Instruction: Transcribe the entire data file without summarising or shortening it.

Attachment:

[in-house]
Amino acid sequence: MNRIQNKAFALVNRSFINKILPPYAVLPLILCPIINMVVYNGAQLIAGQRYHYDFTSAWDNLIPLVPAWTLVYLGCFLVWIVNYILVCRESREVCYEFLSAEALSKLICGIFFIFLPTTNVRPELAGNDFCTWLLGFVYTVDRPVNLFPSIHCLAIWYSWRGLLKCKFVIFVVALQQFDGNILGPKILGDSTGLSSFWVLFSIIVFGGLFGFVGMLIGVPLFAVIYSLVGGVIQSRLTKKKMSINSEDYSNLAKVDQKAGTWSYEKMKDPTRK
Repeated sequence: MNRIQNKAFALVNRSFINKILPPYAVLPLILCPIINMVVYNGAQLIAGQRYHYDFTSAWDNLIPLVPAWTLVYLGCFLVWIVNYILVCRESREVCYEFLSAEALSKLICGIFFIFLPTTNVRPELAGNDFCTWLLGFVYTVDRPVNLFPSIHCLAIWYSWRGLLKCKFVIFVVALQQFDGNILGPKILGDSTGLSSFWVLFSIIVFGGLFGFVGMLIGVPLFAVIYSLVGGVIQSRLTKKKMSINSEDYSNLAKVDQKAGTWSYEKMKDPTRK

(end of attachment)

[in-house]
Amino acid sequence: MNRIQNKAFALVNRSFINKILPPYAVLPLILCPIINMVVYNGAQLIAGQRYHYDFTSAWDNLIPLVPAWTLVYLGCFLVWIVNYILVCRESREVCYEFLSAEALSKLICGIFFIFLPTTNVRPELAGNDFCTWLLGFVYTVDRPVNLFPSIHCLAIWYSWRGLLKCKFVIFVVALQQFDGNILGPKILGDSTGLSSFWVLFSIIVFGGLFGFVGMLIGVPLFAVIYSLVGGVIQSRLTKKKMSINSEDYSNLAKVDQKAGTWSYEKMKDPTRK
Repeated sequence: MNRIQNKAFALVNRSFINKILPPYAVLPLILCPIINMVVYNGAQLIAGQRYHYDFTSAWDNLIPLVPAWTLVYLGCFLVWIVNYILVCRESREVCYEFLSAEALSKLICGIFFIFLPTTNVRPELAGNDFCTWLLGFVYTVDRPVNLFPSIHCLAIWYSWRGLLKCKFVIFVVALQQFDGNILGPKILGDSTGLSSFWVLFSIIVFGGLFGFVGMLIGVPLFAVIYSLVGGVIQSRLTKKKMSINSEDYSNLAKVDQKAGTWSYEKMKDPTRK